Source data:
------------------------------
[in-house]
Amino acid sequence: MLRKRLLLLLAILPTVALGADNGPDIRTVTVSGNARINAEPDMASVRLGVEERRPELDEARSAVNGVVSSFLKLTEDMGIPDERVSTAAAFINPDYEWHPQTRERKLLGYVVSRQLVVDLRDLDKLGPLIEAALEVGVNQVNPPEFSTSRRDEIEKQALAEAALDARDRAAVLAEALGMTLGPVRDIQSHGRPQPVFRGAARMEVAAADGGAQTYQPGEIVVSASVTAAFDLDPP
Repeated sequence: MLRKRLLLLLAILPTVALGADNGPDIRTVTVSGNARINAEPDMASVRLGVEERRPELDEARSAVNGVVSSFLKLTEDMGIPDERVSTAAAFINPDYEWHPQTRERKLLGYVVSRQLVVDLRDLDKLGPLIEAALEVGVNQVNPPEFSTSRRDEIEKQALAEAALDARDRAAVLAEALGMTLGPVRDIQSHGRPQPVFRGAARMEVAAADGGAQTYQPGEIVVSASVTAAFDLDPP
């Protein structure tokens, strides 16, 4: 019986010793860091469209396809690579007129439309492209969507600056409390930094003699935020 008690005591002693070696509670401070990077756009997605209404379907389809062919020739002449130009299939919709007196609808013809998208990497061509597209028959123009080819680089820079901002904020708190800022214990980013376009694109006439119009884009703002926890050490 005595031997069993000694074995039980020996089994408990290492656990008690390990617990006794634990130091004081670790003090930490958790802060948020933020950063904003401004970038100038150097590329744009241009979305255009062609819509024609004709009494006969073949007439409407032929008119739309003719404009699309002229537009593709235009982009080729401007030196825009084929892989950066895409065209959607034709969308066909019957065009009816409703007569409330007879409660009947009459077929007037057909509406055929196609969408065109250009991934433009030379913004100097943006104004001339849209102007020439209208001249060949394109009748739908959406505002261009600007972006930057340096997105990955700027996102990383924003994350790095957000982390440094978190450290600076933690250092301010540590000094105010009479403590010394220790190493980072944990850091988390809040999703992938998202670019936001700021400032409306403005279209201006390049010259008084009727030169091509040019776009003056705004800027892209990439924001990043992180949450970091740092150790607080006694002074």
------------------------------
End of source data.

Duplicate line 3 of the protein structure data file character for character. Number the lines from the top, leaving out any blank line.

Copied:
Repeated sequence: MLRKRLLLLLAILPTVALGADNGPDIRTVTVSGNARINAEPDMASVRLGVEERRPELDEARSAVNGVVSSFLKLTEDMGIPDERVSTAAAFINPDYEWHPQTRERKLLGYVVSRQLVVDLRDLDKLGPLIEAALEVGVNQVNPPEFSTSRRDEIEKQALAEAALDARDRAAVLAEALGMTLGPVRDIQSHGRPQPVFRGAARMEVAAADGGAQTYQPGEIVVSASVTAAFDLDPP